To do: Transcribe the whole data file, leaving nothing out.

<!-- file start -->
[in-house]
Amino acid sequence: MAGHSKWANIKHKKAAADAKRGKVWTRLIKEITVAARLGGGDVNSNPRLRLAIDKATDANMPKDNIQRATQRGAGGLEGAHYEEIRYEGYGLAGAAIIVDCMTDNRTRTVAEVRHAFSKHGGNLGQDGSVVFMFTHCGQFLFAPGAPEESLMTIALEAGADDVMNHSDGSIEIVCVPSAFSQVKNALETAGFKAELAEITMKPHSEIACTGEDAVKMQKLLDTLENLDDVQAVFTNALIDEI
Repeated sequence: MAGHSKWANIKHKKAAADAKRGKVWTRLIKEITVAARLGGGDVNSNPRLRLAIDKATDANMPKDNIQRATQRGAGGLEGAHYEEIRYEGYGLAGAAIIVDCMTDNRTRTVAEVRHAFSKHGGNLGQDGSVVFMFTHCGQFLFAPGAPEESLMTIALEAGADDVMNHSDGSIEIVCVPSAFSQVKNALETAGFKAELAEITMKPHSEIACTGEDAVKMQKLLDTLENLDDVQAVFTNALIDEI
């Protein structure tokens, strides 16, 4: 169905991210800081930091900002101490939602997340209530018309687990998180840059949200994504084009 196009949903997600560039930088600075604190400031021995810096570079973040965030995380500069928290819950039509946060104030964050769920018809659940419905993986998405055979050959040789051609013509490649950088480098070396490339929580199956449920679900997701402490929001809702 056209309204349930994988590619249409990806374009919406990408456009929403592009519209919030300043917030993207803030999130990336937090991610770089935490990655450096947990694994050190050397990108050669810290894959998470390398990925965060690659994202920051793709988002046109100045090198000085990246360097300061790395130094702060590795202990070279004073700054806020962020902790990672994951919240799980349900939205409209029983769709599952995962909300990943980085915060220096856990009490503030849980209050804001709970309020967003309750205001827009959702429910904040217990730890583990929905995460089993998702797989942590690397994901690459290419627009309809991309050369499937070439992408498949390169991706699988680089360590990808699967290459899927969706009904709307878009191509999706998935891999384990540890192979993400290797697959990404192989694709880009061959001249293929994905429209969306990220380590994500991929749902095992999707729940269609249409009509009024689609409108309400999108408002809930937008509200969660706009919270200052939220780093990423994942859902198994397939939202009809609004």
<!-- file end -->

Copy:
[in-house]
Amino acid sequence: MAGHSKWANIKHKKAAADAKRGKVWTRLIKEITVAARLGGGDVNSNPRLRLAIDKATDANMPKDNIQRATQRGAGGLEGAHYEEIRYEGYGLAGAAIIVDCMTDNRTRTVAEVRHAFSKHGGNLGQDGSVVFMFTHCGQFLFAPGAPEESLMTIALEAGADDVMNHSDGSIEIVCVPSAFSQVKNALETAGFKAELAEITMKPHSEIACTGEDAVKMQKLLDTLENLDDVQAVFTNALIDEI
Repeated sequence: MAGHSKWANIKHKKAAADAKRGKVWTRLIKEITVAARLGGGDVNSNPRLRLAIDKATDANMPKDNIQRATQRGAGGLEGAHYEEIRYEGYGLAGAAIIVDCMTDNRTRTVAEVRHAFSKHGGNLGQDGSVVFMFTHCGQFLFAPGAPEESLMTIALEAGADDVMNHSDGSIEIVCVPSAFSQVKNALETAGFKAELAEITMKPHSEIACTGEDAVKMQKLLDTLENLDDVQAVFTNALIDEI
């Protein structure tokens, strides 16, 4: 169905991210800081930091900002101490939602997340209530018309687990998180840059949200994504084009 196009949903997600560039930088600075604190400031021995810096570079973040965030995380500069928290819950039509946060104030964050769920018809659940419905993986998405055979050959040789051609013509490649950088480098070396490339929580199956449920679900997701402490929001809702 056209309204349930994988590619249409990806374009919406990408456009929403592009519209919030300043917030993207803030999130990336937090991610770089935490990655450096947990694994050190050397990108050669810290894959998470390398990925965060690659994202920051793709988002046109100045090198000085990246360097300061790395130094702060590795202990070279004073700054806020962020902790990672994951919240799980349900939205409209029983769709599952995962909300990943980085915060220096856990009490503030849980209050804001709970309020967003309750205001827009959702429910904040217990730890583990929905995460089993998702797989942590690397994901690459290419627009309809991309050369499937070439992408498949390169991706699988680089360590990808699967290459899927969706009904709307878009191509999706998935891999384990540890192979993400290797697959990404192989694709880009061959001249293929994905429209969306990220380590994500991929749902095992999707729940269609249409009509009024689609409108309400999108408002809930937008509200969660706009919270200052939220780093990423994942859902198994397939939202009809609004």